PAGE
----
|| Home || Books || About ||



Links

News & Current Affairs

Pickering Post
Russia Today | World News
Blacklisted News
The Guardian UK
Huffington Post
Newmatilda
Daily Mail | Science
Inside Story
Voice of Russia | World News
Reuters | Breaking News
Psylords
New Scientist



Human Interest

The Crowhouse | Not AFL
Singularity Hub
Divine Cosmos
Wake Up World
Next Nature
Truth Now
Business Insider | SAI
Pure Energy Systems
True Tube | No Censorship

Sheeple




06 March 2014

Peter Greste calls on Tony Abbott to speak out for imprisoned journalists

Al-Jazeera producer Baher Mohamed, left, and correspondent Peter Greste, centre, in the defendants' cage in a Cairo courtroom on Wednesday

Everybody from the White House down has given their support to us: We haven't heard from the prime minister,' says reporter

The Australian journalist Peter Greste has spoken out on the second day of his trial in Egypt, calling on the prime minister, Tony Abbott, to declare his public support for the imprisoned journalists.

Greste, who grew up in Brisbane, has been imprisoned in Cairo since 29 December with his al-Jazeera colleagues Mohamed Fadel Fahmy and Baher Mohamed. The trio are among 20 journalists and activists accused of helping Egypt's banned Muslim Brotherhood and conspiring to tarnish the country's reputation.

They appeared shackled and in giant cages. Some defendants claimed they had been tortured and denied medical treatment.

We need him [the prime minister] to speak out, Greste told the ABC. Everybody from the White House down has given their support to us. We haven't heard from the prime minister.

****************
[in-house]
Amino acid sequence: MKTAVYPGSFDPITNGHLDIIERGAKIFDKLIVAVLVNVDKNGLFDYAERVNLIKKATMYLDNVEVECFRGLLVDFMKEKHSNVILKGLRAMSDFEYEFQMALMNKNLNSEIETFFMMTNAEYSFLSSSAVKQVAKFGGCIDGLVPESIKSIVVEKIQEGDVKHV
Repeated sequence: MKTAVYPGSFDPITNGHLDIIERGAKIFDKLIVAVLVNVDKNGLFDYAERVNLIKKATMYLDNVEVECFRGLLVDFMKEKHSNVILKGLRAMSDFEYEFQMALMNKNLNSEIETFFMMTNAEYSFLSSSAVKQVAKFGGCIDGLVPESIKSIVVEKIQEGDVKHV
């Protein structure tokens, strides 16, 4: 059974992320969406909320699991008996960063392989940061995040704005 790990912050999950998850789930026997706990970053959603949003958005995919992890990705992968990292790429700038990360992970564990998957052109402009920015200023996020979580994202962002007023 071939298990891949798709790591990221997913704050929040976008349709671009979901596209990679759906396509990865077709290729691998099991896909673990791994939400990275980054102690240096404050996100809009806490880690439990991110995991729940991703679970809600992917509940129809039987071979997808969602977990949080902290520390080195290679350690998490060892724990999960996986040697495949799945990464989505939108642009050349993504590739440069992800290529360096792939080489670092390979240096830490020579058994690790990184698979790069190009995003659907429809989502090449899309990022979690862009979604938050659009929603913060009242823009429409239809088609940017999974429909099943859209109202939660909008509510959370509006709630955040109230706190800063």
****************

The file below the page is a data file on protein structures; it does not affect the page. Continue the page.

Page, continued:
Greste is also a Latvian citizen, and on Thursday the Latvian foreign ministry issued a statement in support of the journalist. We expect his immediate release as he has committed no crime, a spokesman, Karlis Eihenbaums, told Agence France-Presse.


During the trial, Fahmy rejected the allegations made against him and said he had been denied medical care for his shoulder, which was seriously injured several months ago.

I covered the Syrian and Egyptian revolutions, he said. No one ever said that I was dishonourable. It's impossible that I would ever betray my country.


Another co-defendant in the case, Sohaib Said, who is not an al-Jazeera journalist, said he had been tortured in custody. I have no idea why I am on trial, and it's completely unfair, he said.


Calls have mounted for the prime minister to intervene in Greste's case. The federal secretary of Australia's Media Entertainment and Arts Alliance, Chris Warren, and the Greens leader, Christine Milne, have called on the prime minister to appeal personally for the release of Greste and the other journalists detained in Egypt.

An international day of action was held last Thursday. People rallied in more than 30 countries to show support for the imprisoned journalists.


Tony Abbott doesn't give a shit about his own people




Mobile Front Page





HTML Comment Box is loading comments...